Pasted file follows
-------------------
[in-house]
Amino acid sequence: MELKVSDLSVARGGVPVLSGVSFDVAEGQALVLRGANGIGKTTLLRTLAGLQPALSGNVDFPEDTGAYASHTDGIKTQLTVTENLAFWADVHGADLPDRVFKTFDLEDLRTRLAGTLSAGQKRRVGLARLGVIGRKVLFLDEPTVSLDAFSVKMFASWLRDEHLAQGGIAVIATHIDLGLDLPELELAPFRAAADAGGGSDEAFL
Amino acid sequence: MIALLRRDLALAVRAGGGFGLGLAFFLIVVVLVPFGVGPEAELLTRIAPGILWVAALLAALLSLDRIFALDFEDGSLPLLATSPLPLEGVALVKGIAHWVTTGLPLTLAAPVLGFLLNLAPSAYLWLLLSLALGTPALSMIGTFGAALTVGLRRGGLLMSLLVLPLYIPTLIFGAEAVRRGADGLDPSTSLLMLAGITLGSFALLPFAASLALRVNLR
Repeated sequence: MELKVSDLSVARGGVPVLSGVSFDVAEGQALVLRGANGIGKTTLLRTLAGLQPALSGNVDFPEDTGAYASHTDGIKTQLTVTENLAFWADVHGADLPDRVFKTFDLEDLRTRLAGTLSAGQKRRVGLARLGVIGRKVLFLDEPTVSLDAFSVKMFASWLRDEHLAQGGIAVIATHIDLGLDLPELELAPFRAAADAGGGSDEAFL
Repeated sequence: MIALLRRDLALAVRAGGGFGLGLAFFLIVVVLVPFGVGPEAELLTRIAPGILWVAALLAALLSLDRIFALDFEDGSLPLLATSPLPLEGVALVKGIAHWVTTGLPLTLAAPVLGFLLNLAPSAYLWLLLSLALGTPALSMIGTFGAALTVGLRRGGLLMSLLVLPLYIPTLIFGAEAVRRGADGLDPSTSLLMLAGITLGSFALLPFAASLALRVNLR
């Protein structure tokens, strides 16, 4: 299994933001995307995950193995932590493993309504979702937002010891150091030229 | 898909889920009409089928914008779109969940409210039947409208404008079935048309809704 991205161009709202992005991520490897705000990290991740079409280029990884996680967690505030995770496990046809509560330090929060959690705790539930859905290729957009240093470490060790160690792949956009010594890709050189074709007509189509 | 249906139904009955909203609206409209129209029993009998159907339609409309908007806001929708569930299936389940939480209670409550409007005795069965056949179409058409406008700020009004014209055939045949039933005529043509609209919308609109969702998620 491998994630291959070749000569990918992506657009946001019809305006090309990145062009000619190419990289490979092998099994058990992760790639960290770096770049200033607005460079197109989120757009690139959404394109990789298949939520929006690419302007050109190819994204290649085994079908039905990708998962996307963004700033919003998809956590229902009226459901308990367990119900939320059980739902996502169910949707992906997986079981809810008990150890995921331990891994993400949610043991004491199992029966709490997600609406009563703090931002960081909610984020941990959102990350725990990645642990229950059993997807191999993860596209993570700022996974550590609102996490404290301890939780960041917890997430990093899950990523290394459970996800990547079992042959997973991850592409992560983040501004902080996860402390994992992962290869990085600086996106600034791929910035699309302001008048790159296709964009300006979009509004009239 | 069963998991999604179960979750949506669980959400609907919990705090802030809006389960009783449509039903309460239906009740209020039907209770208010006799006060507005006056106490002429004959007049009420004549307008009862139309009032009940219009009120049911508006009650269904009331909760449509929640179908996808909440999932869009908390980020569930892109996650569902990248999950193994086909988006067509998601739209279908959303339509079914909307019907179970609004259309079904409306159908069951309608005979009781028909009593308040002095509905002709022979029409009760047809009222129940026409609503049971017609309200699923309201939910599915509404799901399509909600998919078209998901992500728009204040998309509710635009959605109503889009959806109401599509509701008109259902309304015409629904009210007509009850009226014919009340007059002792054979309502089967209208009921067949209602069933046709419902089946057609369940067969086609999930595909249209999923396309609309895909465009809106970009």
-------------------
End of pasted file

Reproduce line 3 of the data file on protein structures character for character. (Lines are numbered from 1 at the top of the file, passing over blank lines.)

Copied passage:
Amino acid sequence: MIALLRRDLALAVRAGGGFGLGLAFFLIVVVLVPFGVGPEAELLTRIAPGILWVAALLAALLSLDRIFALDFEDGSLPLLATSPLPLEGVALVKGIAHWVTTGLPLTLAAPVLGFLLNLAPSAYLWLLLSLALGTPALSMIGTFGAALTVGLRRGGLLMSLLVLPLYIPTLIFGAEAVRRGADGLDPSTSLLMLAGITLGSFALLPFAASLALRVNLR